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First Vietnam War Book Using Northern Sources

Discussion in 'The Okie Corral' started by doc540, Oct 6, 2012.

  1. doc540

    doc540

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    Until recently, the North has kept a tight lid on all internal information, data, and correspondence.

    Now the first book has been written using unprecedented access to classified North Vietnam sources.

    Just started her book this week, but so far it's outstanding.

    There was a HECK of a lot going on in the North that we've never heard about.:wow:

    Thought I'd share it for those here who are interested in history.

    [ame="http://www.amazon.com/Hanois-War-International-History-Vietnam/dp/080783551X"]Hanoi's War: An International History of the War for Peace in Vietnam (The New Cold War History): Lien-Hang T. Nguyen: 9780807835517: Amazon.com: Books@@AMEPARAM@@http://ecx.images-amazon.com/images/I/41bew3ttNLL.@@AMEPARAM@@41bew3ttNLL[/ame]

    note: I do not agree with the author on many of her points, but I'm being enlightened about many things keep secret by the North for decades.
     
  2. FLIPPER 348

    FLIPPER 348 Happy Member

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    outstanding, thanks for the link!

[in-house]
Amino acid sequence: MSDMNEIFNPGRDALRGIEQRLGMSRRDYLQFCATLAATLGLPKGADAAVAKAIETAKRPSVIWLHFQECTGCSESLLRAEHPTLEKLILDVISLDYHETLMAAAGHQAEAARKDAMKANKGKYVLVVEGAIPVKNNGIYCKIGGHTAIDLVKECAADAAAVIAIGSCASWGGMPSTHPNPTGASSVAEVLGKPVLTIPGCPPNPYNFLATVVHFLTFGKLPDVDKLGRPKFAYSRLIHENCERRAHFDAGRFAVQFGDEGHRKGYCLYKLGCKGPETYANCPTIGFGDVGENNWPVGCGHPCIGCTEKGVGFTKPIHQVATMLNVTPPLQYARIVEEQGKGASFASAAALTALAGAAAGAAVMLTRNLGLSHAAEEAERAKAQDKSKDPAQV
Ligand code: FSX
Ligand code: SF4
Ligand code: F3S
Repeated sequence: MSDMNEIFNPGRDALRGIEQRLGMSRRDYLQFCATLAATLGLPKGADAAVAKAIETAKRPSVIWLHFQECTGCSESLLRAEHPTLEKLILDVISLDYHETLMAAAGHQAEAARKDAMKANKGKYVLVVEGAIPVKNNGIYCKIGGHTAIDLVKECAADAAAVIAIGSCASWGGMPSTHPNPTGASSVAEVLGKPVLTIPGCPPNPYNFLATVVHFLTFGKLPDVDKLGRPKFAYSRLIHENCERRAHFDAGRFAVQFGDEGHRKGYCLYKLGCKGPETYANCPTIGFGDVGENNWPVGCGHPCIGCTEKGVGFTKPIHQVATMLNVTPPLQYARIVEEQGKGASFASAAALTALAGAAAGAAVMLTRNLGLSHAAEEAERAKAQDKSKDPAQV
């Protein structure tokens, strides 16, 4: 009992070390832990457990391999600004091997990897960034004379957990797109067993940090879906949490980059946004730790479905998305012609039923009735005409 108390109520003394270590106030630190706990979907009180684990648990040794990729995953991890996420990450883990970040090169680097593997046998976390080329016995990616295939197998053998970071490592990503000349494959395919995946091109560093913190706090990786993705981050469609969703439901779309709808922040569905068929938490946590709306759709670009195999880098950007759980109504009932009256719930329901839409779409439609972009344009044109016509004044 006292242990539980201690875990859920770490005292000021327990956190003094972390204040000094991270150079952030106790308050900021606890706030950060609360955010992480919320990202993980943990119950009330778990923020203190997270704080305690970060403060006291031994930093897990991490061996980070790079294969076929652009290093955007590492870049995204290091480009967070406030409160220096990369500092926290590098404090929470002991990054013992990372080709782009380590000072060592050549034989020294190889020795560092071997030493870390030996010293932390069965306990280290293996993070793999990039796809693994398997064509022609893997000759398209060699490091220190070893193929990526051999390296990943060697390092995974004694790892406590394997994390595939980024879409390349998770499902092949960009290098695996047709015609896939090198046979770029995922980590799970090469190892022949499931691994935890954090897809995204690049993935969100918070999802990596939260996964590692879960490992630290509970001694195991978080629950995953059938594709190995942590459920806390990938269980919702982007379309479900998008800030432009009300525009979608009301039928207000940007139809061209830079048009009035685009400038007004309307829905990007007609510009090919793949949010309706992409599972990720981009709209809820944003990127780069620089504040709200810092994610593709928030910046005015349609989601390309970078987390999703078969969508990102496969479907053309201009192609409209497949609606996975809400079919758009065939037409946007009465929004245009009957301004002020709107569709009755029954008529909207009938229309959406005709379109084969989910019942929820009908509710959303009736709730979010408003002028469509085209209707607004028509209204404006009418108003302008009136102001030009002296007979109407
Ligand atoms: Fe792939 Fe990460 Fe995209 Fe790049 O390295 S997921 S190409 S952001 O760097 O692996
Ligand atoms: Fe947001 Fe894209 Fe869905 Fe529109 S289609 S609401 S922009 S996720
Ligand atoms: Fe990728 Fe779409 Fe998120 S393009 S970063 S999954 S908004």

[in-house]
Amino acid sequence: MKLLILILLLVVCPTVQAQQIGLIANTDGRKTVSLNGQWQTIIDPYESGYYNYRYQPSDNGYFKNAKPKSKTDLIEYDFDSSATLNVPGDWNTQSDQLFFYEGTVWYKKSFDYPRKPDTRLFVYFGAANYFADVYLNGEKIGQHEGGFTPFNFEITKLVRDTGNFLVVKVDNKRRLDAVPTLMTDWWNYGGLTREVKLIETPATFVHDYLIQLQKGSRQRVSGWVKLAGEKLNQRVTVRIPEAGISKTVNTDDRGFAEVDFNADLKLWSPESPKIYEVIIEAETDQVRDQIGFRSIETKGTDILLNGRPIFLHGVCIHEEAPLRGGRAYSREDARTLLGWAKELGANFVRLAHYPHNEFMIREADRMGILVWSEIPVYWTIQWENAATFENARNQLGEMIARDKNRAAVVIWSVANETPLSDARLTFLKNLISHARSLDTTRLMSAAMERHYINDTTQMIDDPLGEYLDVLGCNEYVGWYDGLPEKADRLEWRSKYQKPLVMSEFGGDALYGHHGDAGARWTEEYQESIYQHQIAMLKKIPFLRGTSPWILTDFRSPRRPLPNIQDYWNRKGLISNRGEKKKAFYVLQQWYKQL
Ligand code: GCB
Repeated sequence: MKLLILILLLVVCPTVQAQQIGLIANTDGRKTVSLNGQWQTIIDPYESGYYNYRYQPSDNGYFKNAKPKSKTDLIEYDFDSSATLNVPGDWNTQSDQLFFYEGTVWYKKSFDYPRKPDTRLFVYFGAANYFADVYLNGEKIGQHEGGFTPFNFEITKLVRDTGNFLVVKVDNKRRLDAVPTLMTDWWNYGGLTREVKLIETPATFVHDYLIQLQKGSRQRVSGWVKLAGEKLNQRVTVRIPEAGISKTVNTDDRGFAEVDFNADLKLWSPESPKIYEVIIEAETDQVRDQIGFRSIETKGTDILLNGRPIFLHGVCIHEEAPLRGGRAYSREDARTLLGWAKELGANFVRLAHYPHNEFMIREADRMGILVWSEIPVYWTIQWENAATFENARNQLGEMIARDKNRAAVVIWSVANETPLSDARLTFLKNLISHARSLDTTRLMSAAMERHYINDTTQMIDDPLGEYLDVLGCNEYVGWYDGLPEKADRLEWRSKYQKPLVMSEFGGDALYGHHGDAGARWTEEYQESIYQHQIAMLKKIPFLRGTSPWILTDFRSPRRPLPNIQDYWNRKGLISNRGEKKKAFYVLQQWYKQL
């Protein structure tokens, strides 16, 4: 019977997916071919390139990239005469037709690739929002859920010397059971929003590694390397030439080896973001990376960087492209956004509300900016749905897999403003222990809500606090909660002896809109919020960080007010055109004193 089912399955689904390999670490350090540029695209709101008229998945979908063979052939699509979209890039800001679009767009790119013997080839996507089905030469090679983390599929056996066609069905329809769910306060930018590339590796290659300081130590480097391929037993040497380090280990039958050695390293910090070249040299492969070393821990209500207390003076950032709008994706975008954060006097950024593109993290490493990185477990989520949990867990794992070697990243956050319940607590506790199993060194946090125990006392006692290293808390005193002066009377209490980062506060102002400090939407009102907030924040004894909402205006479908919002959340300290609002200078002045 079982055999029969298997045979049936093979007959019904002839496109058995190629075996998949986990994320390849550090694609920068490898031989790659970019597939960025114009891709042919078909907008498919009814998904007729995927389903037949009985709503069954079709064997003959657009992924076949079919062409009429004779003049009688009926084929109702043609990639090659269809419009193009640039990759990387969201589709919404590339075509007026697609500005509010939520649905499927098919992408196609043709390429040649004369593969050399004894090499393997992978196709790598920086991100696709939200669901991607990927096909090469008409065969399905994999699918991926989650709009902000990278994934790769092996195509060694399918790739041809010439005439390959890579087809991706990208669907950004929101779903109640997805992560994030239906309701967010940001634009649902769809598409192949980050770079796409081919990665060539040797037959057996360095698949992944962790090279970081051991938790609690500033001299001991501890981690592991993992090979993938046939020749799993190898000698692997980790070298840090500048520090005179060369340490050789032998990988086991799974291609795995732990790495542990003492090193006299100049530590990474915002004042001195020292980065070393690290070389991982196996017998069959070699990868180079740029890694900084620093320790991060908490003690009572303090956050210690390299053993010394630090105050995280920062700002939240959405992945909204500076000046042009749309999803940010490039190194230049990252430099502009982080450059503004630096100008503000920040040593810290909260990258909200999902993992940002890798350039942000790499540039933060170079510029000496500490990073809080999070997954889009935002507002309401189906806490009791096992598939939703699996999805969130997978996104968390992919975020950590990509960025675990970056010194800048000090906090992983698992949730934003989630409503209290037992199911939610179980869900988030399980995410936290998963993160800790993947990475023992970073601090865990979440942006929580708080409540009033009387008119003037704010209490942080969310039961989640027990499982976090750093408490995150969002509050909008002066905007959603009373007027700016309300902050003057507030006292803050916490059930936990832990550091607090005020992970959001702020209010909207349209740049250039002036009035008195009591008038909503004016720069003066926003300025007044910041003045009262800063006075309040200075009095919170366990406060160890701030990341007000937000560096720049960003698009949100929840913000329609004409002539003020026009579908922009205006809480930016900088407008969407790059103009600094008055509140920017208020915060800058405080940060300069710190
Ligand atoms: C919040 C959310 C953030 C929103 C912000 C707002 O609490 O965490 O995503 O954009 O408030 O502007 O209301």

3. ca survivor

    ca survivor

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    Thanks for the link!
     
  4. sombunya

    sombunya I Like To Watch

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    Link didn't work for me, but it was easy to find at AMAZON. Thanks.
     
  5. Patchman

    Patchman Florist

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    I recently finished reading The Last Valley, which was about Dien Bien Phu soley from the French perspective. I'm tired of reading about Viet Nam from the U.S. POV. This book should be a very interesting read. Of course, it'll be slanted but should still offer nuggets of interesting information and facts.
     
  6. ithaca_deerslayer

    ithaca_deerslayer

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    Cool topic.

    Usually the winners get to write history.
     
  7. tongix

    tongix

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    All the paperbacks of the Vietnam were all written by US vets . I ve read them a lot back in the 1990s. All the same stories end to end showing their tours of duties in black and white pics.
    I hope we get to see the side of the COngs and NVAs. They were also very gifted by great military commanders. If not for Ho and Giap and Pham Van Dong, they wouldnt had won the war. These three were fueled to the core by Vietnamese nationalism , and followers of Mao's guerilla tactics.
     
    Last edited: Oct 6, 2012
  8. norton

    norton

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    The Cong and the NVA were not run by gifted commanders. They got their asses handed to them during Tet. They were able to fight a war any way they saw fit while their enemy (Us) fought with one hand and one foot tied behind their backs.
     
  9. 98LS-WON

    98LS-WON

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    So you are saying their commanders didn't handcuff their soldiers, that says a lot about their decision making capabilities.
     
  10. G19Tony

    G19Tony Sneet CLM